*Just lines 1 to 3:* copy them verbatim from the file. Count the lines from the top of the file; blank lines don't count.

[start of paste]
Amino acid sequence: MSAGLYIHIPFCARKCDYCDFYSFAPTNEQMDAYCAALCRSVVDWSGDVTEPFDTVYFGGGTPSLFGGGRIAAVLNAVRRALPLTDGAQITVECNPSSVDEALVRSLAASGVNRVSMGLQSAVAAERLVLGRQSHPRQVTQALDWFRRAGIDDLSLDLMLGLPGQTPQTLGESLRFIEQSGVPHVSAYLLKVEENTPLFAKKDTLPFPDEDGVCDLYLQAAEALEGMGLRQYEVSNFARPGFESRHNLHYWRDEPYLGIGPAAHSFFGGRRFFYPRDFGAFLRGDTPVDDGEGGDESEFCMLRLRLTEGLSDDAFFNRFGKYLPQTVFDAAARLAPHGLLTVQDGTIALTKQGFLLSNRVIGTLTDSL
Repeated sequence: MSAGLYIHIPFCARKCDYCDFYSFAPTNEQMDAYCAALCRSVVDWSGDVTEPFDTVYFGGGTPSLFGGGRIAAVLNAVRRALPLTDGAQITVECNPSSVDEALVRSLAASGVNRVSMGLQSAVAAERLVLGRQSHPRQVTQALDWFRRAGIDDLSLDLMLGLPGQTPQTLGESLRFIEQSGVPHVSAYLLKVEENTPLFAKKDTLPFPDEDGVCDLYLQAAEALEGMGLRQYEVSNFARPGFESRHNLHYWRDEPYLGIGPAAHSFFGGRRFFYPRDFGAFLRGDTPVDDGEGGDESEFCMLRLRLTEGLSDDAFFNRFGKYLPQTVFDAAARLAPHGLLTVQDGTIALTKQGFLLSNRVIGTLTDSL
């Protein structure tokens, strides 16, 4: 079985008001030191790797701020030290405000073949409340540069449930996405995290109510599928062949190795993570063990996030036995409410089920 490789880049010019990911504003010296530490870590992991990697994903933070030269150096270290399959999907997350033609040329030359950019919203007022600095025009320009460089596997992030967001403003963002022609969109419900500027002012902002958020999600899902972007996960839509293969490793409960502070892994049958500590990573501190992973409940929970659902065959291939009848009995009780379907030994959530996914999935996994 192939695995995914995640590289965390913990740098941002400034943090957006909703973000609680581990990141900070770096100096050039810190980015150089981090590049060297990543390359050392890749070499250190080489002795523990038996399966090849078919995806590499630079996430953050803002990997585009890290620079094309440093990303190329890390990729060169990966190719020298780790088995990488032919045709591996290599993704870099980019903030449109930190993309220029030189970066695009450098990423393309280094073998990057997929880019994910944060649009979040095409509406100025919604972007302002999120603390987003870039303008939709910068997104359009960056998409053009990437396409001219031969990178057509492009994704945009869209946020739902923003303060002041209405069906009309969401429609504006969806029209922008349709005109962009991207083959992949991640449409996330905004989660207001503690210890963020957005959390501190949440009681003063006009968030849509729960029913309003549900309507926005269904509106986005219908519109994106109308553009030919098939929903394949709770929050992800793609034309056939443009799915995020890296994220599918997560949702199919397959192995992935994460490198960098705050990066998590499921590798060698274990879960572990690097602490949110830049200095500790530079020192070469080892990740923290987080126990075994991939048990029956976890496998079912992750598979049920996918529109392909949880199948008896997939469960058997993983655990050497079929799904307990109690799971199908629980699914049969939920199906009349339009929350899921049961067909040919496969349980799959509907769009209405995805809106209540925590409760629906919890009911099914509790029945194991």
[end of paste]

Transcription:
Amino acid sequence: MSAGLYIHIPFCARKCDYCDFYSFAPTNEQMDAYCAALCRSVVDWSGDVTEPFDTVYFGGGTPSLFGGGRIAAVLNAVRRALPLTDGAQITVECNPSSVDEALVRSLAASGVNRVSMGLQSAVAAERLVLGRQSHPRQVTQALDWFRRAGIDDLSLDLMLGLPGQTPQTLGESLRFIEQSGVPHVSAYLLKVEENTPLFAKKDTLPFPDEDGVCDLYLQAAEALEGMGLRQYEVSNFARPGFESRHNLHYWRDEPYLGIGPAAHSFFGGRRFFYPRDFGAFLRGDTPVDDGEGGDESEFCMLRLRLTEGLSDDAFFNRFGKYLPQTVFDAAARLAPHGLLTVQDGTIALTKQGFLLSNRVIGTLTDSL
Repeated sequence: MSAGLYIHIPFCARKCDYCDFYSFAPTNEQMDAYCAALCRSVVDWSGDVTEPFDTVYFGGGTPSLFGGGRIAAVLNAVRRALPLTDGAQITVECNPSSVDEALVRSLAASGVNRVSMGLQSAVAAERLVLGRQSHPRQVTQALDWFRRAGIDDLSLDLMLGLPGQTPQTLGESLRFIEQSGVPHVSAYLLKVEENTPLFAKKDTLPFPDEDGVCDLYLQAAEALEGMGLRQYEVSNFARPGFESRHNLHYWRDEPYLGIGPAAHSFFGGRRFFYPRDFGAFLRGDTPVDDGEGGDESEFCMLRLRLTEGLSDDAFFNRFGKYLPQTVFDAAARLAPHGLLTVQDGTIALTKQGFLLSNRVIGTLTDSL
């Protein structure tokens, strides 16, 4: 079985008001030191790797701020030290405000073949409340540069449930996405995290109510599928062949190795993570063990996030036995409410089920 490789880049010019990911504003010296530490870590992991990697994903933070030269150096270290399959999907997350033609040329030359950019919203007022600095025009320009460089596997992030967001403003963002022609969109419900500027002012902002958020999600899902972007996960839509293969490793409960502070892994049958500590990573501190992973409940929970659902065959291939009848009995009780379907030994959530996914999935996994 192939695995995914995640590289965390913990740098941002400034943090957006909703973000609680581990990141900070770096100096050039810190980015150089981090590049060297990543390359050392890749070499250190080489002795523990038996399966090849078919995806590499630079996430953050803002990997585009890290620079094309440093990303190329890390990729060169990966190719020298780790088995990488032919045709591996290599993704870099980019903030449109930190993309220029030189970066695009450098990423393309280094073998990057997929880019994910944060649009979040095409509406100025919604972007302002999120603390987003870039303008939709910068997104359009960056998409053009990437396409001219031969990178057509492009994704945009869209946020739902923003303060002041209405069906009309969401429609504006969806029209922008349709005109962009991207083959992949991640449409996330905004989660207001503690210890963020957005959390501190949440009681003063006009968030849509729960029913309003549900309507926005269904509106986005219908519109994106109308553009030919098939929903394949709770929050992800793609034309056939443009799915995020890296994220599918997560949702199919397959192995992935994460490198960098705050990066998590499921590798060698274990879960572990690097602490949110830049200095500790530079020192070469080892990740923290987080126990075994991939048990029956976890496998079912992750598979049920996918529109392909949880199948008896997939469960058997993983655990050497079929799904307990109690799971199908629980699914049969939920199906009349339009929350899921049961067909040919496969349980799959509907769009209405995805809106209540925590409760629906919890009911099914509790029945194991």